Kurup movie review: Dulquer Salmaan’s film is a compelling crime drama about an elusive fugitive


The story of Sukumar Kurup, one of the most wanted Indian fugitives who faked his death by taking his life insurance doppelganger, is one of the worst crime stories ever to take place in India. The fact that he managed to solve the crime and has not been caught to date makes this story all the more exciting. Dulker SalmanA gripping crime drama, Kurup tries to tell the story of an infamous, elusive criminal as realistically as possible, while taking some cinematic liberties. For more than three decades, Kurup has managed to make an impression, especially by recreating the mood of the time.

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Kurup opens in 2005 at the retirement ceremony of Deputy Police Superintendent Krishnadas (Indrajit Sukumaran). When Krishnadas is cleaning his office, his subordinate stumbles upon a diary named Kurup, and through it we meet Gopi Krishna, also known as G.K. (Dulkar Salman) who later becomes Sudhakara Kurup. GK is presented as a wayward youth who has always lived his life. He enters the Indian Air Force after his parents and uncle think this is the perfect place to discipline him. GK is the guy who always has a cunning up his sleeve. He knows ways to make a few dollars quickly and soon turns into an expat and then a fugitive. G.K. continues to recognize Sudhakar Kurup, and the rest of the story is about how he tricked the entire Kerala police department and led them on an endless hunt for his whereabouts.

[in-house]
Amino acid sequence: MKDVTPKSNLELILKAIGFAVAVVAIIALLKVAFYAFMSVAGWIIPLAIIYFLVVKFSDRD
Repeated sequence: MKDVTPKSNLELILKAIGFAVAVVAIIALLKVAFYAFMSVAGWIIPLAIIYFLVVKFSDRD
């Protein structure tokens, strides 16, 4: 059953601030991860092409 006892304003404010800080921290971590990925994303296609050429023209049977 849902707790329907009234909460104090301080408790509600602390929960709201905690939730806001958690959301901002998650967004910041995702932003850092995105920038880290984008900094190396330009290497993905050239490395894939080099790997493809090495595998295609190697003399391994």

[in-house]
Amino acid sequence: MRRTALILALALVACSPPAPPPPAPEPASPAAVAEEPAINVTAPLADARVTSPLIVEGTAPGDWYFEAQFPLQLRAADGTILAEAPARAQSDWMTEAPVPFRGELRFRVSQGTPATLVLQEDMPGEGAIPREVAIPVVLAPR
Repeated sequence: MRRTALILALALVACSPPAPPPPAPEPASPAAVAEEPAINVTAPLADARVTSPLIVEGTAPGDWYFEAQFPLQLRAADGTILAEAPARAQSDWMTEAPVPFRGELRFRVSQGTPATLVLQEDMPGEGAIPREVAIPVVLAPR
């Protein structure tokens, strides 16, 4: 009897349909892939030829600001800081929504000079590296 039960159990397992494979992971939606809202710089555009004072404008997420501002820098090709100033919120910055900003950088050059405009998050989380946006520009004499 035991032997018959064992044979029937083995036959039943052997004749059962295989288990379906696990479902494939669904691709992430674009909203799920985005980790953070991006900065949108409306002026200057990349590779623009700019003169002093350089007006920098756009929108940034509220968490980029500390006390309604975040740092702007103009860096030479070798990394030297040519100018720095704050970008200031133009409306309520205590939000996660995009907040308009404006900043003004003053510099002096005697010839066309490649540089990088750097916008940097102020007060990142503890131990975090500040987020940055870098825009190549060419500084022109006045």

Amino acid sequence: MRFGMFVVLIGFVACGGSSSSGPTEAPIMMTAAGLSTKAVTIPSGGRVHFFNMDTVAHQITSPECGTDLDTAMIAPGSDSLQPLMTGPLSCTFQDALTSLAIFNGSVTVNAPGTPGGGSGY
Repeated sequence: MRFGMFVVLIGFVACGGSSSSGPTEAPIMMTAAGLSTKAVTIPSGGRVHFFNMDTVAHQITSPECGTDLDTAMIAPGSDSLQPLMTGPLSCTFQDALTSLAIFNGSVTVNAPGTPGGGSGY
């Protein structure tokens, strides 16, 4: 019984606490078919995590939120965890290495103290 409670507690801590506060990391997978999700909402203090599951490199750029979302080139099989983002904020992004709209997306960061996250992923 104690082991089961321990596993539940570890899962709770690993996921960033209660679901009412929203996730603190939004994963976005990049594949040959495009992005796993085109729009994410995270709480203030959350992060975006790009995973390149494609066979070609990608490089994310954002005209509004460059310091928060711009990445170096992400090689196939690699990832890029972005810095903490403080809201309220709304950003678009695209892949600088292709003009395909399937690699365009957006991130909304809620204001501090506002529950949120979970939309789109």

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It is gratifying to know that Srinath Rajendran is not trying to humanize this story of a fugitive who almost became a heroic figure among the people. The film introduces Kurup with all his flaws and allows us to see him as a person without any ethics. As the central character, Dulkare Salman plays Kurupa with unrivaled success and ease. Much of the first half goes into character creation, and luckily there is no explanation as to what made Kurup so flawed. The film does take the mainstream path to showcase Kurup’s character in a somewhat stylish way, and it’s understandable that these things are essential when it comes to commercial cinema. Fortunately, this is not overdoing it. Reenacting the historical part – 70s, 80s and 90s – is great for storytelling and creating the mood of the film. The narration is also greatly uplifted by Sushin Shyam’s brilliant score.

Kurup sometimes seems drawn out, but the uncertainty behind the hunt makes the film pretty much gripping. Indrajit Sukumaran aptly cast as a police investigator, and as much as you feel that his characters are not getting their due, in the end it is perfectly justified.

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